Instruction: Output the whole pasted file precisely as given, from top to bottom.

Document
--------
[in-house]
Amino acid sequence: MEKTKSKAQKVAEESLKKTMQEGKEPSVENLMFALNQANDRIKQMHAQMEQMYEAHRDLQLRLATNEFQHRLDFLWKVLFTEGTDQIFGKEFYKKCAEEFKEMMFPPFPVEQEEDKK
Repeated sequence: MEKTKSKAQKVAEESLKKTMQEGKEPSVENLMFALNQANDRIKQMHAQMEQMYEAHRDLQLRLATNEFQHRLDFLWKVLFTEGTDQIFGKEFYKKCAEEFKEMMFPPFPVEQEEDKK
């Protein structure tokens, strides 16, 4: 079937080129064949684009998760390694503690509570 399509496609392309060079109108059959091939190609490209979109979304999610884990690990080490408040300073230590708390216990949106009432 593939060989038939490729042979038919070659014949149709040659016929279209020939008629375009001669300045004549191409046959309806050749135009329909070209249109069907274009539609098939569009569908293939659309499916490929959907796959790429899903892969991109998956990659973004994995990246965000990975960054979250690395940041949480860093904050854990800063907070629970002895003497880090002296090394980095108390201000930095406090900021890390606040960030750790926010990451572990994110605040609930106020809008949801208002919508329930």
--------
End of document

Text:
[in-house]
Amino acid sequence: MEKTKSKAQKVAEESLKKTMQEGKEPSVENLMFALNQANDRIKQMHAQMEQMYEAHRDLQLRLATNEFQHRLDFLWKVLFTEGTDQIFGKEFYKKCAEEFKEMMFPPFPVEQEEDKK
Repeated sequence: MEKTKSKAQKVAEESLKKTMQEGKEPSVENLMFALNQANDRIKQMHAQMEQMYEAHRDLQLRLATNEFQHRLDFLWKVLFTEGTDQIFGKEFYKKCAEEFKEMMFPPFPVEQEEDKK
């Protein structure tokens, strides 16, 4: 079937080129064949684009998760390694503690509570 399509496609392309060079109108059959091939190609490209979109979304999610884990690990080490408040300073230590708390216990949106009432 593939060989038939490729042979038919070659014949149709040659016929279209020939008629375009001669300045004549191409046959309806050749135009329909070209249109069907274009539609098939569009569908293939659309499916490929959907796959790429899903892969991109998956990659973004994995990246965000990975960054979250690395940041949480860093904050854990800063907070629970002895003497880090002296090394980095108390201000930095406090900021890390606040960030750790926010990451572990994110605040609930106020809008949801208002919508329930």